This is a response to both VER and Shilpa –
You’re both hitting upon something that I think about a lot: the huge gaping hole where everyday music-making should be.
Between kids taking music lessons and professional musicians (from all genres), there’s not much in between. Besides karaoke (and Marie’s Crisis – which sounds like a step up?) and wii music (and all its relatives), and maybe community choirs, the opportunities for casual, communal music-making are rare.
This fall I joined a “performance group” that meets monthly. It’s basically a loose collection of musicians who need an outlet to share music they’re working on or have performance anxiety. We met on Saturday and this particular gathering included a cellist, two classically-trained pianists (one learning jazz), two guitar playing singer/songwriters, and myself.
The afternoon started off somewhat strained. There was an immediate polarization of those who fell on the classical side of music and those who fell on the…other side. After everyone had played, I suggested we do some improvisation, since that is what I have been working on these days. I set up a chord progression, we began to play, and the whole energy of the group shifted. We came together in that way that only playing music together can do. From separate individuals, we became a unit and by the end of the meeting, we were just making music together, at whatever level each of us were comfortable with. The exuberance was palpable. Our host said it best in her follow-up email:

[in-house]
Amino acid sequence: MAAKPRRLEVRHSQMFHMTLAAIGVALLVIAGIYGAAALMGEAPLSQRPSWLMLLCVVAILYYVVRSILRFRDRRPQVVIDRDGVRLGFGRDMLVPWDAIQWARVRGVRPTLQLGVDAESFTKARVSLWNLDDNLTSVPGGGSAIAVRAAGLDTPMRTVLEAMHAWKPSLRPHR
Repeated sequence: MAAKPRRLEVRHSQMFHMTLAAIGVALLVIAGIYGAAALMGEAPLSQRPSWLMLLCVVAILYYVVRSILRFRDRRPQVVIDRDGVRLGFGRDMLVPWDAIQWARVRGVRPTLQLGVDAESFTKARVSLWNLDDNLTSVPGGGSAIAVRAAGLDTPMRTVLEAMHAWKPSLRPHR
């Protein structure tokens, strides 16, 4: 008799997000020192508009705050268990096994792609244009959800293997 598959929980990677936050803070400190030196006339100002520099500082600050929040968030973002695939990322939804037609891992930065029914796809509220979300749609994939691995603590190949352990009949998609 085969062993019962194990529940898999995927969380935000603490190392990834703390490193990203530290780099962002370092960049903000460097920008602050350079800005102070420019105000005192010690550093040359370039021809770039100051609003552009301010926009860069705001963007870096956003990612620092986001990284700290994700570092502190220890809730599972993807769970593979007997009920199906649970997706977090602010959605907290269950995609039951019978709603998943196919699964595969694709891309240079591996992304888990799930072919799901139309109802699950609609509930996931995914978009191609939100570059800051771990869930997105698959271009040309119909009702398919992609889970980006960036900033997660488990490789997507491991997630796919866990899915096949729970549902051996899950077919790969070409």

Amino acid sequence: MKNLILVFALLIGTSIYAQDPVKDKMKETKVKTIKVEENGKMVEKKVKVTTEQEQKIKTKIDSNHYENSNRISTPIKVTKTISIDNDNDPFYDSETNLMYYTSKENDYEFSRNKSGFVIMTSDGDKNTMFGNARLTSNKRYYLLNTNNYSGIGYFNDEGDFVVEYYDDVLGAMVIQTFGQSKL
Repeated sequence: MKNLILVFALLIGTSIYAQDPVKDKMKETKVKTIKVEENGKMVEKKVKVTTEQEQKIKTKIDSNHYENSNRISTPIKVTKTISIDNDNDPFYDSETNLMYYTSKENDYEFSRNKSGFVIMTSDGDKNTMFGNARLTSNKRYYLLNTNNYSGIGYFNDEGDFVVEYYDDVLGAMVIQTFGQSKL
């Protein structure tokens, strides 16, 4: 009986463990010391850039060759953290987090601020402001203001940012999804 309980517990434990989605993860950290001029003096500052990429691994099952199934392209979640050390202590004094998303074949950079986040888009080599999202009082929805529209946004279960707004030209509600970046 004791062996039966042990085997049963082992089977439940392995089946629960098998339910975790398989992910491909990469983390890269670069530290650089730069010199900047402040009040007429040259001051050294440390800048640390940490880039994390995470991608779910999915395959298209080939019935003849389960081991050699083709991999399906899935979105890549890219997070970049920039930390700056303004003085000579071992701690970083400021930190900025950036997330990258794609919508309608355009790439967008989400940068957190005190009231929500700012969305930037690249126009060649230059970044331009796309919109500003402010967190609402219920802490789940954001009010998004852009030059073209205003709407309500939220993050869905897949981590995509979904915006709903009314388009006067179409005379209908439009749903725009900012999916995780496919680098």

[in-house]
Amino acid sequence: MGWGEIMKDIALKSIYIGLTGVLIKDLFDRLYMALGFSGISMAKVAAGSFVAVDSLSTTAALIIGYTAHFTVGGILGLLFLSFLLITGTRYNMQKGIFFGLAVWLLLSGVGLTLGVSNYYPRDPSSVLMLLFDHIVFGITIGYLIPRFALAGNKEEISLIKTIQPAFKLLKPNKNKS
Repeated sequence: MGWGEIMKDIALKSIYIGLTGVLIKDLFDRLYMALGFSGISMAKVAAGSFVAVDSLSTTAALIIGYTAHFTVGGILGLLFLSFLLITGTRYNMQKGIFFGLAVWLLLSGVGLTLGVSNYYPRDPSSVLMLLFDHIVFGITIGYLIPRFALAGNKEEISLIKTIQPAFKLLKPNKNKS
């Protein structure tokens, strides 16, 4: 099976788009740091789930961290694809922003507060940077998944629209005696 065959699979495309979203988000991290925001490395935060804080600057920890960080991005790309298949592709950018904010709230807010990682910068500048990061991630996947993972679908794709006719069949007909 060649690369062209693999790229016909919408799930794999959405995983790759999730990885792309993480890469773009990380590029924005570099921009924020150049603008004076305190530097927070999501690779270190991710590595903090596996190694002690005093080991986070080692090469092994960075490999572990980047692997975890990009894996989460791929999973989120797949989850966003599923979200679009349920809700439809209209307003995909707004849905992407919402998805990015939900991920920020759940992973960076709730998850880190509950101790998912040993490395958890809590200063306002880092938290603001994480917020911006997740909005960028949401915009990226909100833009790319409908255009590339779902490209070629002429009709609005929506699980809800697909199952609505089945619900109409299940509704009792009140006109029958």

Great group Saturday! For those of you who weren't there, we had a mix of jazz, folk, classical, free improv, and an ensemble jam on a couple of pop songs!!! Quite the musical gathering! Where else can you hear a song about murder and prison time followed by a Beethoven sonata! Or an ensemble of cello, violin, piano and 2 guitars playing U2???
I don’t know what it is, and I wish I was more articulate about this, but experiences like these seem so ‘true’ to me, and are of ‘now’. All these stories remind me that music is participatory in nature; it is a communal act. The improvisatory nature of an evening at Marie’s Crisis is necessary for us, and something we need – music woven into everyday life, where there’s not a stage, there’s not an audience, and there’s not a program; there’s just people making music together.